Lu'ayy ibn Ghalib

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Lu'ayy ibn Ghalib (Arabic: لُؤَيّ ٱبْن غَالِب‎) was an ancestor of Islamic Prophet Muhammad of Arabia. He is the son of Ghalib ibn Fihr who lived in Makkah.

Lu'ayy ibn Ghalib
لُؤَيّ ٱبْن غَالِب
Makkah, Hejaz
Burial placeSaudi Arabia
EraPre-Islamic era


The tradition states that Muhammad was the son of 'Abdullah, b. 'Abdu'I-Muttalib (whose name was Shayba), b. Hashim (whose name was 'Amr), b. Abd Manaf (whose name was al-Mughira), b. Qusay (whose name was Zayd), b. Kilab, b. Murrah, b. Ka'b, b. Lu'ayy, b. Ghalib, b. Fihr, b. Malik, b. al-Nadr, b. Kinana, b. Khuzayma, b. Mudrika (whose name was 'Amir), b. Ilyas, b. Mudar, b. Nizar, b. Ma'ad, b. Adnan, b. Udd (or Udad),....b. Ya'rub, b. Yashjub, b. Qedar, b. Isma'il, b. Ibrahim, the friend of the Compassionate.[1]

Ibn Ishaq's accountEdit

In Ibn Ishaq's Biography of the Prophet Muhammad (as translated by Alfred Guillaume) he reports these stories:

"A soothsayer Shafi' b. Kulayb al-Sadafi had come to Yemen King Tubba'

and lived with him, and when he wished to bid him farewell Tubba' asked him whether he had anything of importance to communicate, and in the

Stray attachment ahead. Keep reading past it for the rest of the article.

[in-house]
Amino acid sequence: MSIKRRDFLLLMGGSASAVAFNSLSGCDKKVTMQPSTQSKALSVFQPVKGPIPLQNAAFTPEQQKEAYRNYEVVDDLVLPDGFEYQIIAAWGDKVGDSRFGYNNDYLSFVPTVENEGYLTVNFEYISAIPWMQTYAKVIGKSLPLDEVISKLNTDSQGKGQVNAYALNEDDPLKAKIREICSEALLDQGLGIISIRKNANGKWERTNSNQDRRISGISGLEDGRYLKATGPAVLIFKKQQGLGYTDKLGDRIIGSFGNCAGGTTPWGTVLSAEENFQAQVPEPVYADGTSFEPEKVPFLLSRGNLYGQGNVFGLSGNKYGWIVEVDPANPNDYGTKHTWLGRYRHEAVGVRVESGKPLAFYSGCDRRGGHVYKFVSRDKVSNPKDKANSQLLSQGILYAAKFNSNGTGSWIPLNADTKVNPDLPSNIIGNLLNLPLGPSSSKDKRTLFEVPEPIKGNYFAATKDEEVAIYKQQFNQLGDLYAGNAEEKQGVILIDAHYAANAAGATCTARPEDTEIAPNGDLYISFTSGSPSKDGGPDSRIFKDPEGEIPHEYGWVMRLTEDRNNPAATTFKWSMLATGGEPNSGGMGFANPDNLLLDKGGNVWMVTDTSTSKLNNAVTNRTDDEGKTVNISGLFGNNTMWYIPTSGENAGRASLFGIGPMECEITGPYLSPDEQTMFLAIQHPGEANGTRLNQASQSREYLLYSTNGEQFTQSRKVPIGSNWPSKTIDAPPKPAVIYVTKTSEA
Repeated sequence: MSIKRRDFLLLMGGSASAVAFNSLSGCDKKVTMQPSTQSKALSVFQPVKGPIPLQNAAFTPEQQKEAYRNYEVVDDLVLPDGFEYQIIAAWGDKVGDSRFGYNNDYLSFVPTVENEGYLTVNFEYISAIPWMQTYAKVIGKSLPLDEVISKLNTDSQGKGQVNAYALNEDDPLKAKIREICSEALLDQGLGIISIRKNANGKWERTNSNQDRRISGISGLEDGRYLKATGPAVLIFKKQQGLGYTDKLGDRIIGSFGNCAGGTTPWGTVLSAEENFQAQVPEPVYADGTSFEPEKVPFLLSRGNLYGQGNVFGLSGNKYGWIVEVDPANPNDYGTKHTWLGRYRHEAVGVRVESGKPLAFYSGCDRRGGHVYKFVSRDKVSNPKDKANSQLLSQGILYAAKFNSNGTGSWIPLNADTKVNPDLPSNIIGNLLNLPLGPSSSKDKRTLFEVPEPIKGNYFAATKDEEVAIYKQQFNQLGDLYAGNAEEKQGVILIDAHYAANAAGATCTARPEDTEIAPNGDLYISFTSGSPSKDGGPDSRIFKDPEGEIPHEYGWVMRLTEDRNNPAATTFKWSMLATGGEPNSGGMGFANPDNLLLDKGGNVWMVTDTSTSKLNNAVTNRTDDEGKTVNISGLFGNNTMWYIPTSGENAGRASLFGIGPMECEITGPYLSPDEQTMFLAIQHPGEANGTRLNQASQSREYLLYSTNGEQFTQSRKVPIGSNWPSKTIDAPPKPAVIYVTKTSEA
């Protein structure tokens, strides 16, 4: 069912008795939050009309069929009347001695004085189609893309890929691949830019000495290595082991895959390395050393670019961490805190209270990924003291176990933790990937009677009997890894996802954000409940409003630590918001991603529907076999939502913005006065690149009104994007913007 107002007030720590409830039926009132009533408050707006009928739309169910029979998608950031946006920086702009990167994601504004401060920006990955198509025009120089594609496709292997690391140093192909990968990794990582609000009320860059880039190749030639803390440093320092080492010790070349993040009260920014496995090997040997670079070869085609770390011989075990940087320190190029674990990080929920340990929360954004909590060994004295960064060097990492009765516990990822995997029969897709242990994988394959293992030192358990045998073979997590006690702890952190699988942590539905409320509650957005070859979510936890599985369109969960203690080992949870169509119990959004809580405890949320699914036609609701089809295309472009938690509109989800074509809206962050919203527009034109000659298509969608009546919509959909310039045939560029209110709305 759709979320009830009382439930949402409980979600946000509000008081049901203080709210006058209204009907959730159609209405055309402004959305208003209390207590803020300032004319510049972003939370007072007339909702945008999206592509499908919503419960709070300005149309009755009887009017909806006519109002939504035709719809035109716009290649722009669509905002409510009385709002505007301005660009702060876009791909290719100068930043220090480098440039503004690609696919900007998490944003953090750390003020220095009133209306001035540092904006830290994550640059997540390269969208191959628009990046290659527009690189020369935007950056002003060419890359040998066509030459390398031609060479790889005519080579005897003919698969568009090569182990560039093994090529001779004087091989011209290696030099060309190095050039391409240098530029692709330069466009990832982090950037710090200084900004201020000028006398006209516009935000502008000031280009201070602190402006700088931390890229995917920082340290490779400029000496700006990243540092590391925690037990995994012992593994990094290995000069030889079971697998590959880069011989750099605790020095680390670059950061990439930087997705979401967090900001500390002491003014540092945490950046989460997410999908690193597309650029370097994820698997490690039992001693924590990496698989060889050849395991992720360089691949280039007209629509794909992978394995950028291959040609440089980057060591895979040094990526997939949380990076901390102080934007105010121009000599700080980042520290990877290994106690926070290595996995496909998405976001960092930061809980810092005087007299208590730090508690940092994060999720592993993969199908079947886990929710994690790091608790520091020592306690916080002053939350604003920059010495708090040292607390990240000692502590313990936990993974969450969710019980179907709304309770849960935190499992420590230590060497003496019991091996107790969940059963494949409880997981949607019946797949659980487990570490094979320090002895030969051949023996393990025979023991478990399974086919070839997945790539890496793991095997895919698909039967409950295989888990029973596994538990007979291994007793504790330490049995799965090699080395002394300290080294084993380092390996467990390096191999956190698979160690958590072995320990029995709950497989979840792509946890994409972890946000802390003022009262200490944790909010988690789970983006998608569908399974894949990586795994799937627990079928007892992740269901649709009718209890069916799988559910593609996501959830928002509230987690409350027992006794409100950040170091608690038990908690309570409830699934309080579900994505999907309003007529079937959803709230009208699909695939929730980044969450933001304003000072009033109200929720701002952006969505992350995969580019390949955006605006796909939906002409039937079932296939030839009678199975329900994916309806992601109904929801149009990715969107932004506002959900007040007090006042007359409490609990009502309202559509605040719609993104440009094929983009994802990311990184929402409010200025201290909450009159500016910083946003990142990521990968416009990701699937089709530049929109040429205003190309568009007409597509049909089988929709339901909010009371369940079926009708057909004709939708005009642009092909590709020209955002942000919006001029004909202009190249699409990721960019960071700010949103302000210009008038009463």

customary rhymes of saj' (light poems) he told him in reply to the question whether any king would fight with Tubba', "No, but the king of Ghassan had a son whose kingdom would be surpassed by a man of great piety, helped by the Almighty, described in the Psalms (of the Israelites); his people would be favoured by revelation, he would dispel darkness by light, Ahmad the prophet. How blessed his people when he comes, one of the descendants of Lu'ayy from Banu Qusayy. Tubba' sent for a copy of the psalms, examined them, and found the description of the prophet."

Lu'ay's grandson Qusay who conquered Mecca for Quraish said a poem taking pride in his grandfather Lu'ay:

I am the son of the protectors from Lu'ayy

in Mecca is my house where I grew.

mine is the valley as Ma'add knows

It is Marwa I delight in

I did not have to battle, had not,the sons of Qedar and Nabit settled here,

Rizh is my helper I fear no injustice as long as I live".[2]


  1. ^ Ibn Ishaq; Guillaume (1955). The Life of Muhammad: A Translation of Ibn Isḥāq’s sīrat. London. p. 3. ISBN 0195778286.
  2. ^ Ibn Ishaq (1955). The Life of Muhammad: A Translation of Ibn Isḥāq’s sīrat. Translated by Alfred Guillaume. London. p. 696,54. ISBN 0195778286.